Key Pen Parks has taken measures to keep community spaces safe and sanitary.
Playgrounds and shelters have been closed at all Key Pen Parks facilities. Home Park has been shut down entirely for the duration of quarantine measures. Paths and walking areas remain open at Gateway Park, 360 Trails, Volunteer Park, Key Central Forest, Rocky Creek Conservation Area and Maple Hollow. While large gatherings are discouraged, individuals and family groups are welcome to make use of the park spaces that remain available.
Restrooms have been closed at Maple Hollow and Home Park but remain open at Volunteer Park and Gateway under a more intense cleaning schedule.
“We recognize that on the KP, there’s not a lot of places to use the bathroom that are open right now,” Key Pen Parks Executive Director Scott Gallacher said.
The timeline of the splash pad at Gateway Park has also been affected. Construction has continued through the quarantine under social distancing measures, but due to reduced staffing the target date for opening is postponed indefinitely.
Most Key Pen Parks employees are now working from home, using park signage and social media to communicate guidelines to park-goers.
Many KP residents are finding ways to enjoy the sunny skies in accordance with restrictions. “There might be a fair number of cars in the parking lot, but when people are on the trails, they dissipate quite well. Hopefully they can get that mental health break that they need,” Gallacher said, adding that the open spaces of Key Pen Parks are providing a much-needed outlet for KP residents cooped up at home. Park usage is not being strictly regulated, but park-goers are encouraged to practice social distancing and use their best judgment.
“Key Pen Parks is not an enforcement agency,” Gallacher said. “The public has to understand that they’re the ones who have to help us with regards to flattening this curve out. They’re the ones who have to be responsible for their actions.”
Maintenance activities have also continued, addressing the actions of community members who have chosen less productive ways to spend their free time.
“We’ve had some vandalism happen during this time. That’s what is frustrating, is that there’s still bad things happening from bad people: graffiti, destruction of property, garbage, that kind of thing,” Gallacher said.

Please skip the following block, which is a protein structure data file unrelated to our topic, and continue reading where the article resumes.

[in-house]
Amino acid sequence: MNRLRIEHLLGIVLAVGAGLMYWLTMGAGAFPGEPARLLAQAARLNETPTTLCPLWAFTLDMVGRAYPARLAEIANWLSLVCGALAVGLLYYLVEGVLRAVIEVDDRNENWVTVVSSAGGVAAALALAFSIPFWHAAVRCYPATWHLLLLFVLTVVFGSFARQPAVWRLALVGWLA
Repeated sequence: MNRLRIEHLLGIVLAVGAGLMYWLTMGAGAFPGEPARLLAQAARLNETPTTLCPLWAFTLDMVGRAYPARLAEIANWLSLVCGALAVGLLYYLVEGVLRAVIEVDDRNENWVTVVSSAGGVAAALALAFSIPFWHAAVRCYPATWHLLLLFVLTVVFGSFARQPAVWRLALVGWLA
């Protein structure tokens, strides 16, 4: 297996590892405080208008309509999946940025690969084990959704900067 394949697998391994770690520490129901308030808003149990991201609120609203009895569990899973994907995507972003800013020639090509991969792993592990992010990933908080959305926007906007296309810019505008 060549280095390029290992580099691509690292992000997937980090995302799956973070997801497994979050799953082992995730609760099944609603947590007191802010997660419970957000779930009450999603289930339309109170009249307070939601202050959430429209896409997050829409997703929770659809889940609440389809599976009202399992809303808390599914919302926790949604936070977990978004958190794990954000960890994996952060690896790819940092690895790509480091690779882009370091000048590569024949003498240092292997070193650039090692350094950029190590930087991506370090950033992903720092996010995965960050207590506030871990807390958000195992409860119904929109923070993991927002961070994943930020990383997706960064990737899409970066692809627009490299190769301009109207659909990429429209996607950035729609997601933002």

Although Key Pen Parks will not feel the direct impact of the virus that many organizations will, canceled rentals and reservations have made a dent in their immediate finances. More concerning, however, is the long-term economic impact. As an organization that relies on property and sales taxes, Key Pen Parks could be feeling the effects of the pandemic well into the future.
“When there was the Great Recession, that impacted us not in 2008, but in 2011, 2012 and 2013. It lagged,” Gallacher said. He is already reworking parks finances where he can. “I’m looking at our 2020 budget and revising it to decrease our expenses and decrease our revenue, because this will have an impact,” he said.
All Key Pen Parks events and gatherings have been canceled through May 4. Several activities could potentially restart afterwards, including KP Little League, which hopes to begin practice May 11, but planning depends on further announcements from state and federal authorities. Facilities may resume operation gradually as guidelines change. “We’re going to refer to the guidelines of the governor, the health department and the CDC on things like the playgrounds,” Gallacher said. “Everything was turned off with a light switch; now things are going to come back up on a dimmer switch.”
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